While many seniors are planning to spend their twilight years of life living in their own home and maintaining their independence, the unfortunate reality is that the challenges that come from the changes that aging brings to the body can make even the most warm and inviting home into a place fraught with dangers and terrors. The good news is that it doesn’t have to be this way. With a few simple changes to the home, and some new strategies for living inside of it, you can make sure your older adult loved ones are set up for success and can stay living and thriving in their own home well into their advanced years.
Losing bone mass is a natural consequence of aging, especially in women post menopause. While osteoporosis is a concern, and the most commonly diagnosed bone disease, the loss of bone density due to aging can be devastating even without a diagnosis. Low bone density can result in your bones and hips breaking easily, severely limiting your mobility and curtailing your independence. Fortunately, there are a few changes you can make to your lifestyle and habits to keep your bones at the optimal health and strength for years to come.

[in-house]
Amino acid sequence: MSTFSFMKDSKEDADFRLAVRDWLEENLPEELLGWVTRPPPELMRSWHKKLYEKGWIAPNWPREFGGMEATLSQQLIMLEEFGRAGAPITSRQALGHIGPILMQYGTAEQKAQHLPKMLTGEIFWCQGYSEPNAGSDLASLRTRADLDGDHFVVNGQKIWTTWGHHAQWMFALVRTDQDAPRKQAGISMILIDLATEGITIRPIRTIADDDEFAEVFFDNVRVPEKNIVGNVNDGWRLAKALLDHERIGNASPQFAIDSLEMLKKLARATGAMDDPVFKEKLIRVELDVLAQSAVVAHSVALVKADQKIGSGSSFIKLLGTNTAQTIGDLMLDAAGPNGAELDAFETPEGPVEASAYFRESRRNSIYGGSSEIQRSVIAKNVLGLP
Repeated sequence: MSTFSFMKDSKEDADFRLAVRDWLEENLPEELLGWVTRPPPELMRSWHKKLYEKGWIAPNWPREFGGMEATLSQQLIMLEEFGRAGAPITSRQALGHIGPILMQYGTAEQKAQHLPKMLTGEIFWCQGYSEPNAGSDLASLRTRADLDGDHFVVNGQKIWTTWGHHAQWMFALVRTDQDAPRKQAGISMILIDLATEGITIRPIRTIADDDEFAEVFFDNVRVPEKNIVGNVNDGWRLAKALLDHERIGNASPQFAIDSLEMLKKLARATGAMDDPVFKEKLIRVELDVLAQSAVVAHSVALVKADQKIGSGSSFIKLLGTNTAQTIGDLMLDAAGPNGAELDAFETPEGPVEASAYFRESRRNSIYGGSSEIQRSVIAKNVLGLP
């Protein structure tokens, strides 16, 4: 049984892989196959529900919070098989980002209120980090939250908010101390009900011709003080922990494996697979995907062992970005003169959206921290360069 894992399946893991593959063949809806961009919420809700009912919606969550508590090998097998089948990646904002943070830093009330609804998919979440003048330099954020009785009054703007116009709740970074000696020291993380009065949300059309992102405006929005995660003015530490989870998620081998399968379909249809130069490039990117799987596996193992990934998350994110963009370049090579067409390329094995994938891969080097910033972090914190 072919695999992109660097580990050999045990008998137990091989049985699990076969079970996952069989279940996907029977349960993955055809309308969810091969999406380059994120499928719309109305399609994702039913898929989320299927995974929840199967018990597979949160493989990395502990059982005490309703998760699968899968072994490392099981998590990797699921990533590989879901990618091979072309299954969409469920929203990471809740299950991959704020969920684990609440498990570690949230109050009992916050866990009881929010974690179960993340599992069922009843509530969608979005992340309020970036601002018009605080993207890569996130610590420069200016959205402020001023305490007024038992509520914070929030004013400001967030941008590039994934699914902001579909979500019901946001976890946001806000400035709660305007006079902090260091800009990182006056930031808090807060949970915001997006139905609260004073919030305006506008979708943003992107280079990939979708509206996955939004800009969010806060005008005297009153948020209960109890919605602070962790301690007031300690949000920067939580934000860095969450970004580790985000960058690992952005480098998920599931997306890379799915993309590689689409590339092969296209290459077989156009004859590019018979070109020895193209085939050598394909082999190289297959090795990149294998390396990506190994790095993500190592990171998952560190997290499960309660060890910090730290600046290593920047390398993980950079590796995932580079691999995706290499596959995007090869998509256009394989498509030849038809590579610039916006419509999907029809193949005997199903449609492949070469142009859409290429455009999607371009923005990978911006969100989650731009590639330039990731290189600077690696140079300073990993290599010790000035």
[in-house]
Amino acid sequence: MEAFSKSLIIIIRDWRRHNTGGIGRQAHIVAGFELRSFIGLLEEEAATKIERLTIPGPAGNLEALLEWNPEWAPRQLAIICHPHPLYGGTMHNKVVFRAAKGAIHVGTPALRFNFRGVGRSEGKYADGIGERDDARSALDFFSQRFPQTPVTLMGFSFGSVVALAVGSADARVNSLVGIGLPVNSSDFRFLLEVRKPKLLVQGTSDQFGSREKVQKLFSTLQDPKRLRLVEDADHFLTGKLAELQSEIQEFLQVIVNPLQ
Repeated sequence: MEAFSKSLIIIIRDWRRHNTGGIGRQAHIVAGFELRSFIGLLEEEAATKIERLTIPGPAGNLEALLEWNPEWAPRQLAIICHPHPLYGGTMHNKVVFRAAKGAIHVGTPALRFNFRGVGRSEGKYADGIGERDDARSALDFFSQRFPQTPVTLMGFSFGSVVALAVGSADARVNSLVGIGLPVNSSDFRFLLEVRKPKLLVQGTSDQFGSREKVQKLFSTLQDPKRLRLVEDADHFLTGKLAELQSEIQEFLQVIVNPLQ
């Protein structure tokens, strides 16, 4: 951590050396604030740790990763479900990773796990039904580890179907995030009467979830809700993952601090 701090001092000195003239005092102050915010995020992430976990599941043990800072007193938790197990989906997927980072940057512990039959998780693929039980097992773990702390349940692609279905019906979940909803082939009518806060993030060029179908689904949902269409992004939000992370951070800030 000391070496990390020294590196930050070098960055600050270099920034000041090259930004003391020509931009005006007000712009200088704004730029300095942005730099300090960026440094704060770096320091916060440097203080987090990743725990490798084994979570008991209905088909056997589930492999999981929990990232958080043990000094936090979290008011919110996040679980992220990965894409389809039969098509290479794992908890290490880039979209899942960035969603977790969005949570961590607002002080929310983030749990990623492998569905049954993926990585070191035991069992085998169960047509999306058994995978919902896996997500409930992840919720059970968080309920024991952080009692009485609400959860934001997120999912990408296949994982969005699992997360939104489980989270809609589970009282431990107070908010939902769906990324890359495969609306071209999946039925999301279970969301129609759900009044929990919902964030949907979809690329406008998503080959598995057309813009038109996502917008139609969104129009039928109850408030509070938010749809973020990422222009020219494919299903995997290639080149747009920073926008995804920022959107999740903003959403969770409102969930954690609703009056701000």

While experiencing aches and pains here and there is a normal part of aging, and usually resolves quickly, within a day or two, sometimes pain may linger. Pain that occurs regularly for three or more months is known as chronic pain, which can disrupt your life and keep you from the things you enjoy. Knowing different strategies and methods for managing pain can help you reduce discomfort and preserve your independence.